After a wonderful first day exploring the city of Rome, our second day was shaping up to be quite different. As part of our four day trip to Rome, I really wanted to dedicate a day to some sort of day trip. I researched several options. One of my top choices was something called the Appian Way, an ancient Roman road leading to Rome. Turns out, one of the most popular ways of exploring the long road is via cycling. I also found out that on Sundays the road is closed to traffic, which means you can cycle to your heart’s content!
Foot to Bus to Bike
Any guide or advice on Italy is always a bit convoluted online. Things tend to be out of date or unclear. Perhaps adding to the confusion, several websites are only in Italian and the English translation is just a bunch of gibberish. As a planner, this was initially quite frustrating. However, sometimes, you just need to go for it. Even if you do not have all the information you think you need and you actually have no idea how things will turn out, taking a risk is not the end of the world. At least, this is what I told myself.
The Appian Way is located within the Appia Antica Regional Park, southeast of Rome. Regardless of where you are staying Rome, you’ll end up on a bus on the last leg of the journey. Back in Rome, we stayed near the Termini train station, so we first hopped on the metro to Colosseo. At Colosseo, you’ll be able to take a bus to the Appian Way. From Colosseo you’ll most likely take Bus 118. But, you’ll need to decide how you want to travel along the road.
If you want to cycle, there are two places you can rent bikes from. One is at the south end of the park, a cafe called Appia Antica Caffe. From there you can choose whether you’d like to cycle northwest along the road and through the park (takes about 30 minutes each way nonstop) or continue southeast away from the park if you’re in for a longer bike ride. You’ll then turn around to return the bikes and then take the bus from the same spot. If you like this option, then from Colosseo ride Bus 118 until the stop Appia Pignatelli/Almone. The bud ride takes about 20 minutes and from there you walk 10 minutes to the cafe.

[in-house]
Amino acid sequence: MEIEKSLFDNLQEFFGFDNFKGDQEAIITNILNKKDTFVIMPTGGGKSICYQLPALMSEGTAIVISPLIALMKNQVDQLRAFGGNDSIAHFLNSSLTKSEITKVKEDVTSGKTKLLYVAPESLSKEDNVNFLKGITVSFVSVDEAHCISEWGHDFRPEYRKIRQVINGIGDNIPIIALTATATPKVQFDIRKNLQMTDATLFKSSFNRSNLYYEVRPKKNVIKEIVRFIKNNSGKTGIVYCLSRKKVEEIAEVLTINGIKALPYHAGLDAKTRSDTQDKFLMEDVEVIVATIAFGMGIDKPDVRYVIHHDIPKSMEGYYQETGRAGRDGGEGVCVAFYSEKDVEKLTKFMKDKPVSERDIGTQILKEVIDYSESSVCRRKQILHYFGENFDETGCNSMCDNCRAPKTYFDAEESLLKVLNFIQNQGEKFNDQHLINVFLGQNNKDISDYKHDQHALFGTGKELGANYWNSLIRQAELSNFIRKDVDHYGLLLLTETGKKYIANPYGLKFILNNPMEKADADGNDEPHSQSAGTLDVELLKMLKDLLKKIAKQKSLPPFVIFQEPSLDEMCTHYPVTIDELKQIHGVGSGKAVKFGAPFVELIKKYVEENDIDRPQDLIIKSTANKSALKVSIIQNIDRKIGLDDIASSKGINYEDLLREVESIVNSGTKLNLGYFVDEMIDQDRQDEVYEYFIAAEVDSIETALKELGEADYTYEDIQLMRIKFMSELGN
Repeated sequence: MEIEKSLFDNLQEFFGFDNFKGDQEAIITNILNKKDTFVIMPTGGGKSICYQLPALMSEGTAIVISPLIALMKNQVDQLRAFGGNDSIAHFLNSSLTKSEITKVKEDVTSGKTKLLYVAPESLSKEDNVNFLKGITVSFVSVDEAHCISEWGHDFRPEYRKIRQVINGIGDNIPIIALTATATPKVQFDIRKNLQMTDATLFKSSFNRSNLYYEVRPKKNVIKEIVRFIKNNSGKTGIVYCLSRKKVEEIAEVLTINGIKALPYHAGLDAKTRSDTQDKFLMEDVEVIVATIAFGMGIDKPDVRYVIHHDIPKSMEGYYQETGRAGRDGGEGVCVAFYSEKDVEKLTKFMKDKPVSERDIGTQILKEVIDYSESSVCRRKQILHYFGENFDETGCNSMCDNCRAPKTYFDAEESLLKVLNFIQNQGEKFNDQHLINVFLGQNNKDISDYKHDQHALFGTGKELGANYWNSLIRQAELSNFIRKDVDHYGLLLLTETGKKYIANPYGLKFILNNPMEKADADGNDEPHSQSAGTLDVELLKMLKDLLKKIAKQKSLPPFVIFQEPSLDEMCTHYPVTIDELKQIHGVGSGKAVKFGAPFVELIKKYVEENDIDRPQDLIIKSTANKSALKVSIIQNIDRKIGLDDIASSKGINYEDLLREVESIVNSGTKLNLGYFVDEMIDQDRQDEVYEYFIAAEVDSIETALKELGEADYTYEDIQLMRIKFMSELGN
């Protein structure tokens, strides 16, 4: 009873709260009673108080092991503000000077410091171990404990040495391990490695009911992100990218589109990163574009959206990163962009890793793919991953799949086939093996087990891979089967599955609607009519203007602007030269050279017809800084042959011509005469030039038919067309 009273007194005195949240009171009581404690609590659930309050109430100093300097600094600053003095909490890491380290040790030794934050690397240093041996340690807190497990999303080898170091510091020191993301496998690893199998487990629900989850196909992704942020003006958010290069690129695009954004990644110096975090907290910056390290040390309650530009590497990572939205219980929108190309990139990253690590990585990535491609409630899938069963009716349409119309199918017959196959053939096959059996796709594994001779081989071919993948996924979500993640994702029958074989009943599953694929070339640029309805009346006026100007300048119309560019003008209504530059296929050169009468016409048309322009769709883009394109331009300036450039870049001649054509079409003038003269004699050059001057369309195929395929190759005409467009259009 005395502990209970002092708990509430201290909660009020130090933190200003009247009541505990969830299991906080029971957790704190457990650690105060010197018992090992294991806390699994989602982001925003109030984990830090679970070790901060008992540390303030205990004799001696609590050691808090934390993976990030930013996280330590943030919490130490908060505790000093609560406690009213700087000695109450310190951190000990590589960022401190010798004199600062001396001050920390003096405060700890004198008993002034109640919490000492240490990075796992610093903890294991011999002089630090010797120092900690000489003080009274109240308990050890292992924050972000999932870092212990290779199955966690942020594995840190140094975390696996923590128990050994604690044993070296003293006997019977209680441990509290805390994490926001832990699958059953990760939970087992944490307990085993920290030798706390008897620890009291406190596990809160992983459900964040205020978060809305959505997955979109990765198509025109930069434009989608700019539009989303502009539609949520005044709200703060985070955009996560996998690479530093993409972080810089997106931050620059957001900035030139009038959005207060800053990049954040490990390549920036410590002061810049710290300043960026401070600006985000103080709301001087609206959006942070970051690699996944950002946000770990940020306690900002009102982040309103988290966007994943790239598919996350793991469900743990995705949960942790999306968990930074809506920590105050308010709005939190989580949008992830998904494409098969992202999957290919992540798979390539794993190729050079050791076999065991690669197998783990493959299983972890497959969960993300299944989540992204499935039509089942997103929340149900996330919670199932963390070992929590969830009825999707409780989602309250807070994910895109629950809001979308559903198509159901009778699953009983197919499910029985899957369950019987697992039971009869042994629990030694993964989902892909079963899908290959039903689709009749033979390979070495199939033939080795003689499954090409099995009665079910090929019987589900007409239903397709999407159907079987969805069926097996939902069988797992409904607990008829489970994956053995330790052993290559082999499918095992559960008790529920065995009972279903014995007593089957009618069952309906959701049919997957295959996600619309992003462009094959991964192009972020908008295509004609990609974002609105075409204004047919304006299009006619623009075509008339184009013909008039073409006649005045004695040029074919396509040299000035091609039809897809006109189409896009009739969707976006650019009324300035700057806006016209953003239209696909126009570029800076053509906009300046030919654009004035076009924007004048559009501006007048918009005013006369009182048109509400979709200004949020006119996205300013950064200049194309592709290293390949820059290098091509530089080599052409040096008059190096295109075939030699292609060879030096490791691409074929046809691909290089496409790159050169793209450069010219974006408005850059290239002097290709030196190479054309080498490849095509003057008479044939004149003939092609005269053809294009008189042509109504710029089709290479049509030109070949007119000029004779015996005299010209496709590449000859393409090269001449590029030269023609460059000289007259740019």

Alternatively, you can rent bikes from the Visitor Centre, located at the entrance of the park as you arrive from Rome. Again, take Bus 118, but this time get off earlier at the stop Appia Antica/Domine Quo Vadis. This takes about 10 minutes and leaves you almost in front of the Visitor Centre, called Centro Servizi Appia Antica in Italian. From here, you can rent bikes and helmets. The Visitor Centre also gives you a handy dandy map to help you make your way along the road.
The great thing about cycling is that you can still see the sights around you, but it doesn’t take you all day. You can zoom from spot to spot! The Visitor’s Centre gives you a wonderful map detailing all the things to see along the road. There are all sorts of things to discover, like churches, catacombs, and ruins. You could potentially do this all day.
Of course, keep in mind that this road was not originally made for cycling. The terrain changes quite a bit as you go along the road. From the Visitor’s Centre, you bike up a hill and continue on a paved path. From there you go onto small cobblestones. There is one type of terrain that you shouldn’t cycle on — the large cobblestones. Not only will it be a bumpy ride, but you also might damage your bike. Luckily, there are dirt paths along the side during these segments so just try and make your way around. Alternatively, you can always walk your bike.
Besides the beautiful scenery and ruins, there are some attractions to see too. Three of the largest and most important catacombs in Rome are along the Appia Antica: San Callisto, San Sebastiano, and Santa Domitilla. They each have different hours and are open on different days so you’ll likely only get to see one.
We visited the Catacombs of San Callisto (St. Callixtus). Built sometime between 250 and 300 A.D., the Catacombs hold the graves of 500,000 Christians, including dozens of martyrs and 16 pontiffs. There are several zones within the Catacombs, one of them being an area called the ‘Little Vatican’. There are at least five martyred and beatified Popes. Impressive, no?
The Appia Antica is a fantastic day trip from Rome and something I recommend to everyone. It’s affordable, interesting, healthy (built-in exercise!), and lots of fun.
Does anyone else love taking a break from ‘regular’ sightseeing? It’s always great to get some blood pumping.